12. The method in selecting a segment of the first past trajectory; computing a calibrated past trajectory based on the selected segment of the first past trajectory, wherein the calibrated past trajectory corresponds to same time instances as the segment of the first past trajectory and at least one of the second past positions is determined by using at least one of the first past positions that corresponds to an earlier time instance; evaluating the trustworthiness of the calibrated past trajectory; and outputting the calibrated past trajectory if the calibrated past trajectory is determined to be trustworthy in the evaluating step, or extending the segment of the first past trajectory to include more first past positions if the evaluating step determines the calibrated past trajectory is not trustworthy and continuing to next iteration to re-compute the calibrated past trajectory until one of the following criteria is met: the calibrated past trajectory is trustworthy or a pre-defined number of iterations has been executed, whereby when one of the criteria is met, a last one of the iterations is output as the calibrated past trajectory. 13. The method in a deviation index that indicates differences between the first past trajectory and the calibrated past trajectory; a smoothness index that indicates smoothness of the calibrated past trajectory; a first consistency index that indicates consistency between a first travel distance based on the first past trajectory and a second travel distance based on the calibrated past trajectory; and a second consistency index that indicates consistency between a first heading angle change based on the first past trajectory and a second heading angle change based on the calibrated past trajectory. 14. The method in 15. A method for calibrating and correcting past position estimates from a positioning system that provides real-time position estimates of a mobile object, comprising:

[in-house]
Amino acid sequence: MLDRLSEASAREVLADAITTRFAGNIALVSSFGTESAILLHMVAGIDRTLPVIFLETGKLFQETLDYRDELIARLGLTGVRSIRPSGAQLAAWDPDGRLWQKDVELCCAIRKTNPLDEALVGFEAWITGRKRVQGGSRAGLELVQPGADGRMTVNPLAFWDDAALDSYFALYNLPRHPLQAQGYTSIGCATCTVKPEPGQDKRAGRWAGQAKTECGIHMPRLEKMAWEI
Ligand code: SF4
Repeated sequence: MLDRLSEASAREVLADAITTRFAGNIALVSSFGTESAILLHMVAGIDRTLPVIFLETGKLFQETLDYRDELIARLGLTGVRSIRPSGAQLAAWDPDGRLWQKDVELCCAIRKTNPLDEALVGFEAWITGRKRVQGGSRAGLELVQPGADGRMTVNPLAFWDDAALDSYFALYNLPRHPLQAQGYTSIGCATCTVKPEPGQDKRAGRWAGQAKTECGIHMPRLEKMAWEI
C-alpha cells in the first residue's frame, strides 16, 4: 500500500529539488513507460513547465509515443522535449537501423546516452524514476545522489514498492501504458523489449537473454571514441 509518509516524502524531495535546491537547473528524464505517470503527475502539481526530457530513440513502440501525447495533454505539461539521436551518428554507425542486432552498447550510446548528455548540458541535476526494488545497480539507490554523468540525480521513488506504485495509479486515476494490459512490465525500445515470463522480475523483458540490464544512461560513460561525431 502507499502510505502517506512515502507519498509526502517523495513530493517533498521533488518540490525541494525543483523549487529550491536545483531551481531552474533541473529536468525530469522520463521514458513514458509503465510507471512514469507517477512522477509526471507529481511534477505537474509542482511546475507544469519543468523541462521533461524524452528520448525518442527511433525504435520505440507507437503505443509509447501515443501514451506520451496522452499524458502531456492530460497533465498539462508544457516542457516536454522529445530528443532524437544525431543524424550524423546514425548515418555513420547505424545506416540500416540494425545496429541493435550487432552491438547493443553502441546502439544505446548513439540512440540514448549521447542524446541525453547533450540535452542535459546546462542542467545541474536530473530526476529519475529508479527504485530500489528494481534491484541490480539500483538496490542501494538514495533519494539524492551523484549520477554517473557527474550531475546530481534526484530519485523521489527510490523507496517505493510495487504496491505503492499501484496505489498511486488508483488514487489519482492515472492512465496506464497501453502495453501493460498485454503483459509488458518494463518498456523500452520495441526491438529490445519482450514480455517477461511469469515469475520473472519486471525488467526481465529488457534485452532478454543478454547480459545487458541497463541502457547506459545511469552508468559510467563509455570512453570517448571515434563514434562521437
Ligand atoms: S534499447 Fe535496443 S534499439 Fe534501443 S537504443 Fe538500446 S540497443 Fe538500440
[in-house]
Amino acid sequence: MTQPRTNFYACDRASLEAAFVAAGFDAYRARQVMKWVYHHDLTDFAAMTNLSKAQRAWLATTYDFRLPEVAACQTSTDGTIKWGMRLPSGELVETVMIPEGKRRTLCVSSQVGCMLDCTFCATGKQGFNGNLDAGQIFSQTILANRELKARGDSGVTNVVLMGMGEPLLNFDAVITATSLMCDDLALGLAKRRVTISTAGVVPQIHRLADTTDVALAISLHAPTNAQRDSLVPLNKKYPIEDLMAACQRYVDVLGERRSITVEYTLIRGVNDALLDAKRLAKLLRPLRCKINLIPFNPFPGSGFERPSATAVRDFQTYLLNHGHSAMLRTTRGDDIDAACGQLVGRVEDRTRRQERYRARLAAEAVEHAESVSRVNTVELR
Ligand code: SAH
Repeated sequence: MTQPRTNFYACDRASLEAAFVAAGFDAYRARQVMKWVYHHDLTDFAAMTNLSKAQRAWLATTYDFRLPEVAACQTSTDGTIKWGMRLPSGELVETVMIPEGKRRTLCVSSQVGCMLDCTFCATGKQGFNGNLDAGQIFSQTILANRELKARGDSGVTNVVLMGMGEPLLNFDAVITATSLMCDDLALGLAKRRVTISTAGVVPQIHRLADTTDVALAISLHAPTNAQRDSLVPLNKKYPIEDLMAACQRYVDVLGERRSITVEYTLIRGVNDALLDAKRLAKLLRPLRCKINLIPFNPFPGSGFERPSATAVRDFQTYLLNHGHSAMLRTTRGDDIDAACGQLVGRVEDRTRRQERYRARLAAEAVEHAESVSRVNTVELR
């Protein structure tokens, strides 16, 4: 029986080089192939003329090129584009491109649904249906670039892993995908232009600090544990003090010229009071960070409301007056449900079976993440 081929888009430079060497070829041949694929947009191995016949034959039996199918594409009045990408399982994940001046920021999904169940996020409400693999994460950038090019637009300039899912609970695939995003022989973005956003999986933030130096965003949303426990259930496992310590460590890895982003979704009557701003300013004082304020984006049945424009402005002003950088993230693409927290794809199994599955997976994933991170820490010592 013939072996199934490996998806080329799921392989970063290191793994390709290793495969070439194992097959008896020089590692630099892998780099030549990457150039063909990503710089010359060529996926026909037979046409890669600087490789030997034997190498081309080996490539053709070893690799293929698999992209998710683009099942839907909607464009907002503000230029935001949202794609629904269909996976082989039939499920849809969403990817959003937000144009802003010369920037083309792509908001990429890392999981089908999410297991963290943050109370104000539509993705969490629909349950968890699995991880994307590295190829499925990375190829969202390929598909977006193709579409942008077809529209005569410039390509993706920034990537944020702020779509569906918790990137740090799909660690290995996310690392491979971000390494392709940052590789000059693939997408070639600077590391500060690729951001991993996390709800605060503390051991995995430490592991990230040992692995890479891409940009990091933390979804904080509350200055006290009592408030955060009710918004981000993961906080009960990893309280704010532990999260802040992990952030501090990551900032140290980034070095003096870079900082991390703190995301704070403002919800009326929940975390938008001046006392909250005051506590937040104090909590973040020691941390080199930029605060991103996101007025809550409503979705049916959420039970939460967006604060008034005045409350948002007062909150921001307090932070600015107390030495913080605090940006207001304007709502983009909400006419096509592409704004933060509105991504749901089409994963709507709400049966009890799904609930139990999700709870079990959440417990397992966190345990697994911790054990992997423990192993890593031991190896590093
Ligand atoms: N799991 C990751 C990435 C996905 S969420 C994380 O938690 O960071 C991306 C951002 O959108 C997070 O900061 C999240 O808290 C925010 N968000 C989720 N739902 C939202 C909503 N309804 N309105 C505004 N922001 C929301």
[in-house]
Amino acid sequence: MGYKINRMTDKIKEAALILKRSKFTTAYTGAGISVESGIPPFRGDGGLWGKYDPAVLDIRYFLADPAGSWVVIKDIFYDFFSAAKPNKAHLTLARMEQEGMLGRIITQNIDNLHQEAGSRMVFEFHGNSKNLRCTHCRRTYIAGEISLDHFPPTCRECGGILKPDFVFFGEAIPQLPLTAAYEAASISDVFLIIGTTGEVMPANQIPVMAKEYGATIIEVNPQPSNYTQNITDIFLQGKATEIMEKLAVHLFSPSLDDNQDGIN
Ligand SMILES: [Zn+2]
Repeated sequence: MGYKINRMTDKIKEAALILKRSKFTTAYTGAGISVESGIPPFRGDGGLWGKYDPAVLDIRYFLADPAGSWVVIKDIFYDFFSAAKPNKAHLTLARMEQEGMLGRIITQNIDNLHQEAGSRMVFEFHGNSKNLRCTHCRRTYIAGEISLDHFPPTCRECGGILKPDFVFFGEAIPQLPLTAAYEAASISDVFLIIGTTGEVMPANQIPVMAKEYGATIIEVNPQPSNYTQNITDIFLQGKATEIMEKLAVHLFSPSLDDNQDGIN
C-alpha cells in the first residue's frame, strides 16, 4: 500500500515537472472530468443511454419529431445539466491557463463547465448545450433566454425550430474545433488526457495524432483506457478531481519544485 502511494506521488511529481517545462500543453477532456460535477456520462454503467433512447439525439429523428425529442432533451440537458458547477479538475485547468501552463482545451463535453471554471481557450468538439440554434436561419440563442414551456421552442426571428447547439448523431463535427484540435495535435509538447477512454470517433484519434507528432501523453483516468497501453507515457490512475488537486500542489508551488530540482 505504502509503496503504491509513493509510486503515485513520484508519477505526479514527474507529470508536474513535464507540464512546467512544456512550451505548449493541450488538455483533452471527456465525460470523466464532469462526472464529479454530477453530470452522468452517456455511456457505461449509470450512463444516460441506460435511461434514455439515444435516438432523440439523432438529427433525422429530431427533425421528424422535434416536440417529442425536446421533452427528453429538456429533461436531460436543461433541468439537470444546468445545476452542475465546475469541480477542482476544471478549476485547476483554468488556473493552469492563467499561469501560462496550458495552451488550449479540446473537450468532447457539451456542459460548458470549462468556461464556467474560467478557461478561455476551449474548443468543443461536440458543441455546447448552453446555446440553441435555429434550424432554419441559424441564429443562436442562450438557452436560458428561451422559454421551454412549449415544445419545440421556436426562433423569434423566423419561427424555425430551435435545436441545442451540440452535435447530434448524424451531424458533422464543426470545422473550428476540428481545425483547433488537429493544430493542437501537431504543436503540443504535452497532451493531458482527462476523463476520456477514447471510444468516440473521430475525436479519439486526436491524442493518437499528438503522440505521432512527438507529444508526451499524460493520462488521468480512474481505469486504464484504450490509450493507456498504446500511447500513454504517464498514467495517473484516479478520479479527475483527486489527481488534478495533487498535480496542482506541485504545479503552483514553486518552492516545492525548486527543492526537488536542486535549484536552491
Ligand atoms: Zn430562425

storing the real-time position estimates as first past positions and aggregating the first past positions to form a first past trajectory, wherein the first past trajectory comprises at least three first past positions; generating a calibrated past trajectory based on the first past trajectory, wherein the calibrated past trajectory comprises second past positions and at least one of the second past positions is determined by using at least one of the first past position that corresponds to an earlier time instance; and correcting errors in the first past positions by first comparing the calibrated past trajectory with the first past trajectory to identify the errors and generating correction data that corrects the errors. 16. The method in 17. A position tracking system for tracking and correcting inventory positions, comprising